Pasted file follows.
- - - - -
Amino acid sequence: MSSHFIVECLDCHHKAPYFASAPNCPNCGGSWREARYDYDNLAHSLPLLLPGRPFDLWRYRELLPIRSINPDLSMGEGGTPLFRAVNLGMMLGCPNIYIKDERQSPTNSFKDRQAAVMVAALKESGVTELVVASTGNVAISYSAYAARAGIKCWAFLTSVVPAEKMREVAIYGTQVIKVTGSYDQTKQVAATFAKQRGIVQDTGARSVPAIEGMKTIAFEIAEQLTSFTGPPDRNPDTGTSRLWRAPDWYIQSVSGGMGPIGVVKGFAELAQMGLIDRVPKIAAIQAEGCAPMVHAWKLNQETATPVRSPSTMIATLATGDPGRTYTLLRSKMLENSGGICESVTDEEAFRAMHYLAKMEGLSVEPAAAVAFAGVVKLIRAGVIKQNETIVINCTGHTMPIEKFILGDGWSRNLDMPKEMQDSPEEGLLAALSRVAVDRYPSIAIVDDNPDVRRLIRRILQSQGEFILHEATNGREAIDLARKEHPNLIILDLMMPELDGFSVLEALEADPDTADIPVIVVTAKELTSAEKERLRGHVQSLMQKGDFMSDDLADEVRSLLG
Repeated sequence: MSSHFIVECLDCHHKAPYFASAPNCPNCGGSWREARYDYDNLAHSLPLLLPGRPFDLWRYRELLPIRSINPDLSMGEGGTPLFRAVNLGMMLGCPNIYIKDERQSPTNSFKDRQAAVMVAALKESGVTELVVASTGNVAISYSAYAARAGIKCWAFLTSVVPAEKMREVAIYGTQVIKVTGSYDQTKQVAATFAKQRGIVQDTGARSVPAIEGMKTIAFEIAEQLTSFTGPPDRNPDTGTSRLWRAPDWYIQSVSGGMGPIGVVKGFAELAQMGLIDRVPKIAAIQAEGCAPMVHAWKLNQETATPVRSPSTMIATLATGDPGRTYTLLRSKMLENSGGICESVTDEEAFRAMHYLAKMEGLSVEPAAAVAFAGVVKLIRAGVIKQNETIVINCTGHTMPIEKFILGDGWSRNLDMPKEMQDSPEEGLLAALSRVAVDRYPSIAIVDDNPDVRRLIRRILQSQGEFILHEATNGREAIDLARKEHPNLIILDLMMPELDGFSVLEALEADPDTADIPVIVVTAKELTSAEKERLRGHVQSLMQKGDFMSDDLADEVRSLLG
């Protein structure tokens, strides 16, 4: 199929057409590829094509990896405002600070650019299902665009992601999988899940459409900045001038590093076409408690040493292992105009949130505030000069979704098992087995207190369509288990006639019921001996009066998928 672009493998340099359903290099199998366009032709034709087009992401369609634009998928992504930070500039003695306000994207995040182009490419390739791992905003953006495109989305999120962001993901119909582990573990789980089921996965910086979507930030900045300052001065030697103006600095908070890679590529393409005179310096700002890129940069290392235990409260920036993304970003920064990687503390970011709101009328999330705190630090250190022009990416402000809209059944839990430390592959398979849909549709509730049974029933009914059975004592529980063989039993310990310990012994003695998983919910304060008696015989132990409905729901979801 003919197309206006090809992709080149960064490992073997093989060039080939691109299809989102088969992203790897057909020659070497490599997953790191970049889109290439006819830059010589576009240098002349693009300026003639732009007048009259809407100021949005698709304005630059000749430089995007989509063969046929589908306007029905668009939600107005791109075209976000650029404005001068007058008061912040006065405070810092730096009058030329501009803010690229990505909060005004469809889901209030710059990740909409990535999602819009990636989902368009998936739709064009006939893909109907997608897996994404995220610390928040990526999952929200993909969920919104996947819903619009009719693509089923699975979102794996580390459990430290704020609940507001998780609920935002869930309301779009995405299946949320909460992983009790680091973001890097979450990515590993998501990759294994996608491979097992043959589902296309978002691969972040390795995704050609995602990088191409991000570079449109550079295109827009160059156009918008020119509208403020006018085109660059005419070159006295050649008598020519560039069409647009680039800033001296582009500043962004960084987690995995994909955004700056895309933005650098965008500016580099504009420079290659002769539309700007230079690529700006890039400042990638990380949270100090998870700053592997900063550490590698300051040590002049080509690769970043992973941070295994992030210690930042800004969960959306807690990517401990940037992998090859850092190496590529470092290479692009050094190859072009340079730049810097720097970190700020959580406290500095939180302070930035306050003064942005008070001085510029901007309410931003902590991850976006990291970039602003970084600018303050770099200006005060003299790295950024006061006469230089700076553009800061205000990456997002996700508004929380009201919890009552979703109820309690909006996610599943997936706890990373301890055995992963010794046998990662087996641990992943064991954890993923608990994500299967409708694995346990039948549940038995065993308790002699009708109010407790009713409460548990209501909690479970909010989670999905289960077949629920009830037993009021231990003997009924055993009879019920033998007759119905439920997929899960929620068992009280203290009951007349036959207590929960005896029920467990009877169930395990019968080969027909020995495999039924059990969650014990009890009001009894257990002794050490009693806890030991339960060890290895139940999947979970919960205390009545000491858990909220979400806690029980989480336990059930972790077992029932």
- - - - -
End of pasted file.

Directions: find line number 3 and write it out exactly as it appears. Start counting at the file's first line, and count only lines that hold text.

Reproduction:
């Protein structure tokens, strides 16, 4: 199929057409590829094509990896405002600070650019299902665009992601999988899940459409900045001038590093076409408690040493292992105009949130505030000069979704098992087995207190369509288990006639019921001996009066998928 672009493998340099359903290099199998366009032709034709087009992401369609634009998928992504930070500039003695306000994207995040182009490419390739791992905003953006495109989305999120962001993901119909582990573990789980089921996965910086979507930030900045300052001065030697103006600095908070890679590529393409005179310096700002890129940069290392235990409260920036993304970003920064990687503390970011709101009328999330705190630090250190022009990416402000809209059944839990430390592959398979849909549709509730049974029933009914059975004592529980063989039993310990310990012994003695998983919910304060008696015989132990409905729901979801 003919197309206006090809992709080149960064490992073997093989060039080939691109299809989102088969992203790897057909020659070497490599997953790191970049889109290439006819830059010589576009240098002349693009300026003639732009007048009259809407100021949005698709304005630059000749430089995007989509063969046929589908306007029905668009939600107005791109075209976000650029404005001068007058008061912040006065405070810092730096009058030329501009803010690229990505909060005004469809889901209030710059990740909409990535999602819009990636989902368009998936739709064009006939893909109907997608897996994404995220610390928040990526999952929200993909969920919104996947819903619009009719693509089923699975979102794996580390459990430290704020609940507001998780609920935002869930309301779009995405299946949320909460992983009790680091973001890097979450990515590993998501990759294994996608491979097992043959589902296309978002691969972040390795995704050609995602990088191409991000570079449109550079295109827009160059156009918008020119509208403020006018085109660059005419070159006295050649008598020519560039069409647009680039800033001296582009500043962004960084987690995995994909955004700056895309933005650098965008500016580099504009420079290659002769539309700007230079690529700006890039400042990638990380949270100090998870700053592997900063550490590698300051040590002049080509690769970043992973941070295994992030210690930042800004969960959306807690990517401990940037992998090859850092190496590529470092290479692009050094190859072009340079730049810097720097970190700020959580406290500095939180302070930035306050003064942005008070001085510029901007309410931003902590991850976006990291970039602003970084600018303050770099200006005060003299790295950024006061006469230089700076553009800061205000990456997002996700508004929380009201919890009552979703109820309690909006996610599943997936706890990373301890055995992963010794046998990662087996641990992943064991954890993923608990994500299967409708694995346990039948549940038995065993308790002699009708109010407790009713409460548990209501909690479970909010989670999905289960077949629920009830037993009021231990003997009924055993009879019920033998007759119905439920997929899960929620068992009280203290009951007349036959207590929960005896029920467990009877169930395990019968080969027909020995495999039924059990969650014990009890009001009894257990002794050490009693806890030991339960060890290895139940999947979970919960205390009545000491858990909220979400806690029980989480336990059930972790077992029932």